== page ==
• Module 6, Lesson 9, connects supporting work (3.MD.B), representing and interpreting data to major work (3.OA), representing and solving problems involving multiplication and division. Students use graphs and tables to represent data such as explaining how a picture graph shows the number of cans that were recycled by different grade levels. Students answer questions like: "What does one can mean? What does half a can mean? What does one and a half cans mean?".

Missed connections between supporting and major work:

  • Module 10, Lesson 1, students calculate the area of two different shapes by counting the squares (3.MD.6) and compare to see which is larger. Connections to using multiplication strategies are not addressed (3.OA.3).
  • Standard 3.MD.3 is not addressed. Students miss the opportunity to draw scaled picture graphs and scaled bar graphs, interpret the data and use operations to answer problems (3.NBT.2 and 3.NBT.3).

Indicator 1d

The amount of content designated for one grade level is viable for one school year in order to foster coherence between grades.
2/2
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Indicator Rating Details

The instructional materials reviewed for ORIGO Stepping Stones 2.0 Grade 3 meet expectations that the amount of content designated for one grade-level is viable for one year.

There are a total of 180 instructional days within the materials.

  • There are 12 modules and each module contains 12 lessons for a total of 144 lessons.
  • There are 36 days dedicated to assessments and More Math.

According to the publisher, “The Stepping Stones program is set up to teach 1 lesson per day and to complete a module in approximately 2 1/2 weeks. Each lesson has been written around a 60 minute time frame but may be anywhere from 30-75 minutes depending upon teacher choice and classroom interaction.”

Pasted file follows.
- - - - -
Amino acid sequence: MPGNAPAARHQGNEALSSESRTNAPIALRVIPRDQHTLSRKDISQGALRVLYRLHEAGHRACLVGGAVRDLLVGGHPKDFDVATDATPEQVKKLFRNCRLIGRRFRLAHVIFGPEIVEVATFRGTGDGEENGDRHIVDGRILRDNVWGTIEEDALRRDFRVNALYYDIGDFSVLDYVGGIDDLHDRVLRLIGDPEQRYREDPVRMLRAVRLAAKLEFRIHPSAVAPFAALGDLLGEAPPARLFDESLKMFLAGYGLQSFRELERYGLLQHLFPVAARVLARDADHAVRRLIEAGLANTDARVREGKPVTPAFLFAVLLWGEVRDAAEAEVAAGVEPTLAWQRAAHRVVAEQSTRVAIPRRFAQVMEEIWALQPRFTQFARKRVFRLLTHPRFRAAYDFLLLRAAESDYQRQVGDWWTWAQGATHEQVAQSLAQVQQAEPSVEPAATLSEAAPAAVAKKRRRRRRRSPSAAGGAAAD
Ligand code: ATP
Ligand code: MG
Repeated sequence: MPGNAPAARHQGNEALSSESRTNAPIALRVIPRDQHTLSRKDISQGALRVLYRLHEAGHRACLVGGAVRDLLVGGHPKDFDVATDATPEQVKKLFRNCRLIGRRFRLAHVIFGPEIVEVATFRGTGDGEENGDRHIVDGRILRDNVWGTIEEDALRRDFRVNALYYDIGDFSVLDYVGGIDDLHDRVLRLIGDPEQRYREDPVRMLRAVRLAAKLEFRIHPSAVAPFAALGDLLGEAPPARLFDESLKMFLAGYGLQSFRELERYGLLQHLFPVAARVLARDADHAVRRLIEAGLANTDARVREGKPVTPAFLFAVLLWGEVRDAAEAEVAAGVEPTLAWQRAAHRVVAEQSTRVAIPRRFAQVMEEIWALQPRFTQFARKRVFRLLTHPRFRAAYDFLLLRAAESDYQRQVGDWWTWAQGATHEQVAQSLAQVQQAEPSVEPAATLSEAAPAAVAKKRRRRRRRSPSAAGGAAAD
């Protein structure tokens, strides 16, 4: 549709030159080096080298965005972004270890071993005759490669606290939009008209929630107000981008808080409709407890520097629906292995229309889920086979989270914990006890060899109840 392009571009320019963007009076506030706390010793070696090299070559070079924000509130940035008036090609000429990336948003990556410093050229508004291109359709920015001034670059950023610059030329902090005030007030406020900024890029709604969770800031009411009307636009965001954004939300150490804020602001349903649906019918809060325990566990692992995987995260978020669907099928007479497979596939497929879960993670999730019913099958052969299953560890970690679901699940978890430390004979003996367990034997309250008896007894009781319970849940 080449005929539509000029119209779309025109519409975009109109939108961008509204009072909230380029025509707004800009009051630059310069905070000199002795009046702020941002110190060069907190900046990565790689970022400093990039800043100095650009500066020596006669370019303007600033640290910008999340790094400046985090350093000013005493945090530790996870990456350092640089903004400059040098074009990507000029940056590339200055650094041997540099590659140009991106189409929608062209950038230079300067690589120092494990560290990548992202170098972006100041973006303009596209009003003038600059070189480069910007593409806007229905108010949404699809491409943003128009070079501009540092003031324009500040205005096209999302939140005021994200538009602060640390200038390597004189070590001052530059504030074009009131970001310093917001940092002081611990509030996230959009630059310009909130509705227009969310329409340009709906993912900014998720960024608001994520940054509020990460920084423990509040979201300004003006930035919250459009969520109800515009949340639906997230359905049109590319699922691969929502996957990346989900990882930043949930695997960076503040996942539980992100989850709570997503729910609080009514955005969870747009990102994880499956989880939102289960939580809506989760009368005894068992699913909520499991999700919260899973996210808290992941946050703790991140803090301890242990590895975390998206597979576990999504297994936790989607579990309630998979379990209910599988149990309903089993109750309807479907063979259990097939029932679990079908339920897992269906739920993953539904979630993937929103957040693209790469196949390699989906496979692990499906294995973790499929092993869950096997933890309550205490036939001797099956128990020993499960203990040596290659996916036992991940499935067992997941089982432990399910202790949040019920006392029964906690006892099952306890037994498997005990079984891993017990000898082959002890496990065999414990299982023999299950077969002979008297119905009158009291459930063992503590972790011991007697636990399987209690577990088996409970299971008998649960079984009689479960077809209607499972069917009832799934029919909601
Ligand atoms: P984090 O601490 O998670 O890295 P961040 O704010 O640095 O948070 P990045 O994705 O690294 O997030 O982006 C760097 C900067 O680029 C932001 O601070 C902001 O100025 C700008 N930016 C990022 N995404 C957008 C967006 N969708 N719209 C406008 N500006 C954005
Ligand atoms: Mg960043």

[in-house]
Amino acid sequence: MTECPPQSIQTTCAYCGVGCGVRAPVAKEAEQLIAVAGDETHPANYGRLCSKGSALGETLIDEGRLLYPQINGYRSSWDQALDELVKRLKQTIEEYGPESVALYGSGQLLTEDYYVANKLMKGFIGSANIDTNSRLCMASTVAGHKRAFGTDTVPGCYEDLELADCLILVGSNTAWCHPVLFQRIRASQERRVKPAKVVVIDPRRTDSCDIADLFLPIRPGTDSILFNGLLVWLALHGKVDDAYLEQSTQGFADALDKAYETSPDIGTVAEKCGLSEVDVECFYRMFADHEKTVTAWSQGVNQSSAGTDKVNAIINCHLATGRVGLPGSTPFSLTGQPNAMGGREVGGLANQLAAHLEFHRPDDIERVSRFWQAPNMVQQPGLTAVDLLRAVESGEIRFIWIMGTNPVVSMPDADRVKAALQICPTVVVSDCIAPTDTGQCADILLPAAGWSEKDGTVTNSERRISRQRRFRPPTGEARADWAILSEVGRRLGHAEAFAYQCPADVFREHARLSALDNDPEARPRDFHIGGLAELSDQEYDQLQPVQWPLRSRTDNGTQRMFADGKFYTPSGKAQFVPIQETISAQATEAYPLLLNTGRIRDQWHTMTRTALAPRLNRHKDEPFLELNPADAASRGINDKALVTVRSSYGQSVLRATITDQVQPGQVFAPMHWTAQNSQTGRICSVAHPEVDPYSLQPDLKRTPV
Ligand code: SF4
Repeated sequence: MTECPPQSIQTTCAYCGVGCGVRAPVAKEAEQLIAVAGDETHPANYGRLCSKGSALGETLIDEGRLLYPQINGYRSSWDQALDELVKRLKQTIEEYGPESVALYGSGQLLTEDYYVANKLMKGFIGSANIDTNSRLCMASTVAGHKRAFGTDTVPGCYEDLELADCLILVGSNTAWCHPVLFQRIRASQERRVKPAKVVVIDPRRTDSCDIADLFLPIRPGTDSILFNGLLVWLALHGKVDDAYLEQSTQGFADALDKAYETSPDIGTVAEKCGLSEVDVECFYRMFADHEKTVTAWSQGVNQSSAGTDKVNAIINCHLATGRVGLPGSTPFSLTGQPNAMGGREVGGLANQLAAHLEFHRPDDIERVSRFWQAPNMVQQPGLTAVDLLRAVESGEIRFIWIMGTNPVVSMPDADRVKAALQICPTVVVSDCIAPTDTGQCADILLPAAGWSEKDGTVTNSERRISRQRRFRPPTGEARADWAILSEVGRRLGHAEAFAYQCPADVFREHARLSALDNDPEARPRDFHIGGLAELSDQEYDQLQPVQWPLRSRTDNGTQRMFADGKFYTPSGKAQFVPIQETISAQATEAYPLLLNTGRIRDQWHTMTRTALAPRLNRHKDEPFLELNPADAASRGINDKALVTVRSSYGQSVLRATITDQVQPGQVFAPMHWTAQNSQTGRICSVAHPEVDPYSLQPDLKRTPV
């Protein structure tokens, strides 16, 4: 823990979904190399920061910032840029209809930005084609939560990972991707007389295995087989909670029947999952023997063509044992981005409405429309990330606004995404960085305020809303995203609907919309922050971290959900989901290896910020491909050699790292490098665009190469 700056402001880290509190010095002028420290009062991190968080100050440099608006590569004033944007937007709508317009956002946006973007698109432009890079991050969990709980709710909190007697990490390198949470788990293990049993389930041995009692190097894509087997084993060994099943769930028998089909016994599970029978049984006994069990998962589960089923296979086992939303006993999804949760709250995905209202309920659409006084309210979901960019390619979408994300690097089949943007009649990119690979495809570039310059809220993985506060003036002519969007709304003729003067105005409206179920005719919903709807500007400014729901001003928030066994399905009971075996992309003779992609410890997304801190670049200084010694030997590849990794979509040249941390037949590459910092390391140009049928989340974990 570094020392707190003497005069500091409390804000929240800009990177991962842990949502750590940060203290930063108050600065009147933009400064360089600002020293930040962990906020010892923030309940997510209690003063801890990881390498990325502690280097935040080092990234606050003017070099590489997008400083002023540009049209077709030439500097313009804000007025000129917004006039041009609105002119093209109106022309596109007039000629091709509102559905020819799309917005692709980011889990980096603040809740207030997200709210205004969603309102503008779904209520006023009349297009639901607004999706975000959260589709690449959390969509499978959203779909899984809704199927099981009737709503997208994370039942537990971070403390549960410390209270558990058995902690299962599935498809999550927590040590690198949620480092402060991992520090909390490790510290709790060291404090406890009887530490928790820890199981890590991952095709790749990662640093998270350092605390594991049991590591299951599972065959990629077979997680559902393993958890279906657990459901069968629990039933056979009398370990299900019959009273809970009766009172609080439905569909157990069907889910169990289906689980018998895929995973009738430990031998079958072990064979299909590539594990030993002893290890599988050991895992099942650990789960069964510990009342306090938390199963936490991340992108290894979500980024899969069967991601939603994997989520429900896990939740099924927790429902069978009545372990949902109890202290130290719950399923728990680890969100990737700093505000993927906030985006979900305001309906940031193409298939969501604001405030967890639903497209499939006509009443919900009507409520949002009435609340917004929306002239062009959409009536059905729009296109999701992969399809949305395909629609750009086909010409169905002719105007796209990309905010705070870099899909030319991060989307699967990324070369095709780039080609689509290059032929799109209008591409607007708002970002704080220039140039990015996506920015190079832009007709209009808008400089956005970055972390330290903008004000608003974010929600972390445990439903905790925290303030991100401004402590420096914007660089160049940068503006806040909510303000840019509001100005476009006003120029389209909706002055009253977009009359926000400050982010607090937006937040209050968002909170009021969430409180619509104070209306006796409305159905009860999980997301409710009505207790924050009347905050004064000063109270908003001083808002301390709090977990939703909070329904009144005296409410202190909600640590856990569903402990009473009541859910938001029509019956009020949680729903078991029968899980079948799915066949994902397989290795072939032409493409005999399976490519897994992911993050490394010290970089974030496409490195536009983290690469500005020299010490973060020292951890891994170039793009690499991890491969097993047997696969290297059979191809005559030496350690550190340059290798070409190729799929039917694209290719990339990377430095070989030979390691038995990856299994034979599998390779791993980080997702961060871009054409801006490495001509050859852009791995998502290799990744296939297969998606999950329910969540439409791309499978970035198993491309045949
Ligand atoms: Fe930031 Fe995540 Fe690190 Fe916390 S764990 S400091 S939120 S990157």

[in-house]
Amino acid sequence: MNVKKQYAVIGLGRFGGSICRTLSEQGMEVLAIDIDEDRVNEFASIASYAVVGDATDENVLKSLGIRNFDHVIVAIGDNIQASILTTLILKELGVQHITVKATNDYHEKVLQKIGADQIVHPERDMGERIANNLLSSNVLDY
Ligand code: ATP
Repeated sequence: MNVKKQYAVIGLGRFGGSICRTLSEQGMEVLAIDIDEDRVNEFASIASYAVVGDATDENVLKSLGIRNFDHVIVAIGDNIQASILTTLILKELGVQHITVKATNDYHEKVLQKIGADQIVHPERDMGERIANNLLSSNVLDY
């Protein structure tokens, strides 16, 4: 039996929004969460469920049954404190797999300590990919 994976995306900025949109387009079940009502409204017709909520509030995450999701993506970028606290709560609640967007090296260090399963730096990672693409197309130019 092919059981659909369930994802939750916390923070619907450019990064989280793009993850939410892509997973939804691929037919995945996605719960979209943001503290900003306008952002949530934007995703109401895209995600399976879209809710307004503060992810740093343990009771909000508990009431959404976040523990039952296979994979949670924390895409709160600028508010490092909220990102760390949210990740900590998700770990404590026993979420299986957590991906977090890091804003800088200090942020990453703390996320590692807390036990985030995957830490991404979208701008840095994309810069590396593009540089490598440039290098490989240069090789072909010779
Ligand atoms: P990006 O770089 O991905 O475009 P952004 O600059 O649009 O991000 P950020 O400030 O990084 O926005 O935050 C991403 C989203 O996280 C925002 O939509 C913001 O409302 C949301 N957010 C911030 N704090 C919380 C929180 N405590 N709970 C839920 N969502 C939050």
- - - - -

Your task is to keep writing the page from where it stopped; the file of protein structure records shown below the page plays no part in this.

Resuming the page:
Indicator 1e

Materials are consistent with the progressions in the Standards i. Materials develop according to the grade-by-grade progressions in the Standards. If there is content from prior or future grades, that content is clearly identified and related to grade-level work ii. Materials give all students extensive work with grade-level problems iii. Materials relate grade level concepts explicitly to prior knowledge from earlier grades.
1/2
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Indicator Rating Details

The instructional materials reviewed for ORIGO Stepping Stones 2.0 Grade 3 partially meet expectations for being consistent with the progressions in the standards.

The instructional materials identify content from prior grades and use it to support the progressions of the grade-level standards. Future grade levels are not identified in the instructional materials. For example:

  • In each module, under the mathematics tab, Focus, prior content needed for the module is identified in the section, “Coherence: Prerequisite Skills from Prior Grades”. For example, in Module 4, division is formalized. Students must have mastered lessons in Grade 2, Module 12 to be successful (Representing division by sharing and grouping, identifying fractions less than 1, partitioning shapes, and estimating and measuring capacity in liters).